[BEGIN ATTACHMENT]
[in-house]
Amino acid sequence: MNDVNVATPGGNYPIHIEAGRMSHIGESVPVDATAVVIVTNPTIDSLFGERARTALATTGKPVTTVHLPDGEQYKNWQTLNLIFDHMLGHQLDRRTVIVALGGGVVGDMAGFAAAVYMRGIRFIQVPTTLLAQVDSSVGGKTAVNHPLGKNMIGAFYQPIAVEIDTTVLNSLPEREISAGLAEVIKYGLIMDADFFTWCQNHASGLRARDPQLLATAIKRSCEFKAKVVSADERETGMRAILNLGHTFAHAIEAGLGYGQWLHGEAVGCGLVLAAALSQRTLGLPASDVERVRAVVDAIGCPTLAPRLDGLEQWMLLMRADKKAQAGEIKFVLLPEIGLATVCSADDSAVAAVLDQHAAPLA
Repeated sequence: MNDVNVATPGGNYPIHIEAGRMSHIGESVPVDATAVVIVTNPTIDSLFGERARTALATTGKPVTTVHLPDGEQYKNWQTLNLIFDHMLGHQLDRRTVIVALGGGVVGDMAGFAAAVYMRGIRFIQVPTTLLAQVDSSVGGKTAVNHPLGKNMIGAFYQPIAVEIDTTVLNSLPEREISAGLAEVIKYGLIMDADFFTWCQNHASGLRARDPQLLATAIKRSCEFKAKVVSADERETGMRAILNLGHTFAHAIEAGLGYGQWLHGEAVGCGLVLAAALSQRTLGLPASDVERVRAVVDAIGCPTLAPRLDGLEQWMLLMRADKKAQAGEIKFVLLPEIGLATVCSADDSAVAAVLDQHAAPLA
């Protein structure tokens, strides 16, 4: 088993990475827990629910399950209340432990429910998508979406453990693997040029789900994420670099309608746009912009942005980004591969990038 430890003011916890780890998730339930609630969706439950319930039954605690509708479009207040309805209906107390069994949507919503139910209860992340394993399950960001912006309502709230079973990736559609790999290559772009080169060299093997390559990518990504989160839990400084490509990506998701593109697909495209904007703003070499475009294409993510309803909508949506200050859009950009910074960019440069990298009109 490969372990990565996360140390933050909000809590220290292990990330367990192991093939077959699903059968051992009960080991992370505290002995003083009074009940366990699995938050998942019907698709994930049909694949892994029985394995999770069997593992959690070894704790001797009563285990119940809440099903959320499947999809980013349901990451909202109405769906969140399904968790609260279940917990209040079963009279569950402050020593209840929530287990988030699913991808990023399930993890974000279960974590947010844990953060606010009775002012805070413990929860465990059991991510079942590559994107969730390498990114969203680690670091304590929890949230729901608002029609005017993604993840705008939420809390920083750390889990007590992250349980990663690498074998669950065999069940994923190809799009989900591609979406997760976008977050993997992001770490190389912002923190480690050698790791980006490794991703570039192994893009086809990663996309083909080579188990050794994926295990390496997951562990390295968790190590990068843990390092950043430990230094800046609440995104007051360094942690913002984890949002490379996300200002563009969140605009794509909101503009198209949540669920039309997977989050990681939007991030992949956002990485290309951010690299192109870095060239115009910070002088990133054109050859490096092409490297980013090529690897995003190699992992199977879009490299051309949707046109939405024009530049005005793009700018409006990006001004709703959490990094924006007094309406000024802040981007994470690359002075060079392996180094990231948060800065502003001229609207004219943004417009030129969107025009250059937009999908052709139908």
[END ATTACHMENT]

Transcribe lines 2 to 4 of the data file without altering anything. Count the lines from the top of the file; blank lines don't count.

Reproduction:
Amino acid sequence: MNDVNVATPGGNYPIHIEAGRMSHIGESVPVDATAVVIVTNPTIDSLFGERARTALATTGKPVTTVHLPDGEQYKNWQTLNLIFDHMLGHQLDRRTVIVALGGGVVGDMAGFAAAVYMRGIRFIQVPTTLLAQVDSSVGGKTAVNHPLGKNMIGAFYQPIAVEIDTTVLNSLPEREISAGLAEVIKYGLIMDADFFTWCQNHASGLRARDPQLLATAIKRSCEFKAKVVSADERETGMRAILNLGHTFAHAIEAGLGYGQWLHGEAVGCGLVLAAALSQRTLGLPASDVERVRAVVDAIGCPTLAPRLDGLEQWMLLMRADKKAQAGEIKFVLLPEIGLATVCSADDSAVAAVLDQHAAPLA
Repeated sequence: MNDVNVATPGGNYPIHIEAGRMSHIGESVPVDATAVVIVTNPTIDSLFGERARTALATTGKPVTTVHLPDGEQYKNWQTLNLIFDHMLGHQLDRRTVIVALGGGVVGDMAGFAAAVYMRGIRFIQVPTTLLAQVDSSVGGKTAVNHPLGKNMIGAFYQPIAVEIDTTVLNSLPEREISAGLAEVIKYGLIMDADFFTWCQNHASGLRARDPQLLATAIKRSCEFKAKVVSADERETGMRAILNLGHTFAHAIEAGLGYGQWLHGEAVGCGLVLAAALSQRTLGLPASDVERVRAVVDAIGCPTLAPRLDGLEQWMLLMRADKKAQAGEIKFVLLPEIGLATVCSADDSAVAAVLDQHAAPLA
């Protein structure tokens, strides 16, 4: 088993990475827990629910399950209340432990429910998508979406453990693997040029789900994420670099309608746009912009942005980004591969990038 430890003011916890780890998730339930609630969706439950319930039954605690509708479009207040309805209906107390069994949507919503139910209860992340394993399950960001912006309502709230079973990736559609790999290559772009080169060299093997390559990518990504989160839990400084490509990506998701593109697909495209904007703003070499475009294409993510309803909508949506200050859009950009910074960019440069990298009109 490969372990990565996360140390933050909000809590220290292990990330367990192991093939077959699903059968051992009960080991992370505290002995003083009074009940366990699995938050998942019907698709994930049909694949892994029985394995999770069997593992959690070894704790001797009563285990119940809440099903959320499947999809980013349901990451909202109405769906969140399904968790609260279940917990209040079963009279569950402050020593209840929530287990988030699913991808990023399930993890974000279960974590947010844990953060606010009775002012805070413990929860465990059991991510079942590559994107969730390498990114969203680690670091304590929890949230729901608002029609005017993604993840705008939420809390920083750390889990007590992250349980990663690498074998669950065999069940994923190809799009989900591609979406997760976008977050993997992001770490190389912002923190480690050698790791980006490794991703570039192994893009086809990663996309083909080579188990050794994926295990390496997951562990390295968790190590990068843990390092950043430990230094800046609440995104007051360094942690913002984890949002490379996300200002563009969140605009794509909101503009198209949540669920039309997977989050990681939007991030992949956002990485290309951010690299192109870095060239115009910070002088990133054109050859490096092409490297980013090529690897995003190699992992199977879009490299051309949707046109939405024009530049005005793009700018409006990006001004709703959490990094924006007094309406000024802040981007994470690359002075060079392996180094990231948060800065502003001229609207004219943004417009030129969107025009250059937009999908052709139908």